Why he's not higher:  Cunningham never became much of a media presence.

Victor Anderson
Who is he?:  Victor Anderson founder of the Feri Tradition

Why he's on this list:  Victor (along with his wife Cora) popularized the Feri Tradition.  Not familiar with the Feri Tradition?  You aren't alone, but you've been exposed to it whether you know it or not.  Some of the most influential Pagans of the last forty years come from the Feri Tradition, people like Starhawk, T. Thorn Coyle, and Gwydion Pennderwen.  Feri is also an inescapable presence in California.

Why he's not higher:  There's no "eclectic Feri tradition" and the tradition its self has a limited presence outside of the Bay Area (when compared with other traditions).  Also, the Andersons never published much, just a few collections of Victor's poetry.

Druid Extrodinaire
Issac Bonewits

Who is he?:  Isaac Bonewits author of Real Magic and founder of  Ár nDraíocht Féin, the world's largest Contemporary Druid Organization.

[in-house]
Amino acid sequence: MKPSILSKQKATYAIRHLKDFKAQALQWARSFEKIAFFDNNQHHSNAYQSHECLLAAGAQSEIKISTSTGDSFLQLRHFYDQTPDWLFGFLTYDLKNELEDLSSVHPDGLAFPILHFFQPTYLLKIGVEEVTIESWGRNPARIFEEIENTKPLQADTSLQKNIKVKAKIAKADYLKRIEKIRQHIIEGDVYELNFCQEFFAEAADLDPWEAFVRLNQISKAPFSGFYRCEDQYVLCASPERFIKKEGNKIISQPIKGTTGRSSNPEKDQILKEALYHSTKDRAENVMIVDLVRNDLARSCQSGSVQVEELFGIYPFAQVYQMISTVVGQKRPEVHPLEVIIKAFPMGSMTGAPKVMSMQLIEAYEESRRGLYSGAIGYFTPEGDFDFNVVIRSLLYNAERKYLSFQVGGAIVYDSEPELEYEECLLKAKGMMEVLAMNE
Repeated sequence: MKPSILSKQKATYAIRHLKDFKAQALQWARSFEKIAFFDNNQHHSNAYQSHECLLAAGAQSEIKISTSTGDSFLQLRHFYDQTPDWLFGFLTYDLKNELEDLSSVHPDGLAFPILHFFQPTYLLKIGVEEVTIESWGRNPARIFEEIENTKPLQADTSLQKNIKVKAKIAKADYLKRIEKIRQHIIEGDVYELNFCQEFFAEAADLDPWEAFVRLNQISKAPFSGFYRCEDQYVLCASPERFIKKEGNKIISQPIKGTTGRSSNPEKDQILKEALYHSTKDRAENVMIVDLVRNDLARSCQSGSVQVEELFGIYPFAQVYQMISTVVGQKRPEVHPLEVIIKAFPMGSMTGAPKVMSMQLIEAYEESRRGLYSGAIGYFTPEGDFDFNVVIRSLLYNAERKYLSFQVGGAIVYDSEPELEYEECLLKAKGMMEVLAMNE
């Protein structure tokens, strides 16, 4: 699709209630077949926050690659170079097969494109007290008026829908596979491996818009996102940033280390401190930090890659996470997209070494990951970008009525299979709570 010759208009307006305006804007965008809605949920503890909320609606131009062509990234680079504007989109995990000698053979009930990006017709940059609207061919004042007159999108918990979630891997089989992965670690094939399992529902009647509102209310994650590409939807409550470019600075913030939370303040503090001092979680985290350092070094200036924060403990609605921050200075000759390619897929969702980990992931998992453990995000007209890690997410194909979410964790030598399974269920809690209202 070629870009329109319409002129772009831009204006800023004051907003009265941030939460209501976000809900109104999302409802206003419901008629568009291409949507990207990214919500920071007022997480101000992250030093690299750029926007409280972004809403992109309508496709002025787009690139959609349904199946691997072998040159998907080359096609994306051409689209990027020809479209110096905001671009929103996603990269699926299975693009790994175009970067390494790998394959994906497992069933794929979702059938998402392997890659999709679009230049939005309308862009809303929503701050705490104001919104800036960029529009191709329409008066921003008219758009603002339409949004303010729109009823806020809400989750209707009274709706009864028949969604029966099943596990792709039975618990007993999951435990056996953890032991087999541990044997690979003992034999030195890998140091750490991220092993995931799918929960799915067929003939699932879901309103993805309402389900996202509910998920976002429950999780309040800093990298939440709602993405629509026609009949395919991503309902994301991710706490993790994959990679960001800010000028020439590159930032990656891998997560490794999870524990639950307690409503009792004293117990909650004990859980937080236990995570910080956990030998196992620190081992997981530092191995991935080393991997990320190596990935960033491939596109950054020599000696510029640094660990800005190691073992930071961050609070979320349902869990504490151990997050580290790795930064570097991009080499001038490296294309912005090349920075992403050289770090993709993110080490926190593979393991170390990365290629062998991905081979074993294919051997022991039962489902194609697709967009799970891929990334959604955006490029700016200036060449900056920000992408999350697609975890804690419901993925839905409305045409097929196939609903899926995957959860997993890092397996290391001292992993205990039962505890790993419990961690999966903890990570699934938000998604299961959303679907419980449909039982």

Why he's on this list:  There's about a hundred reasons to put him on this list, from his bachelor of arts degree in Magic from Berkeley (seriously) to his founding of ADF, to his intelligent and scholarly approach to magick and Paganism, Bonewits has had an influence on almost every aspect of Modern American Neo-Paganism (and he coined Neo-Paganism).  Issac passed from this world in August of 2010.

Why he's not higher:  Revered on the Pagan lecture circuit, Bonewits's scholarly approach kept him from attaining the success of a Silver Ravenwolf.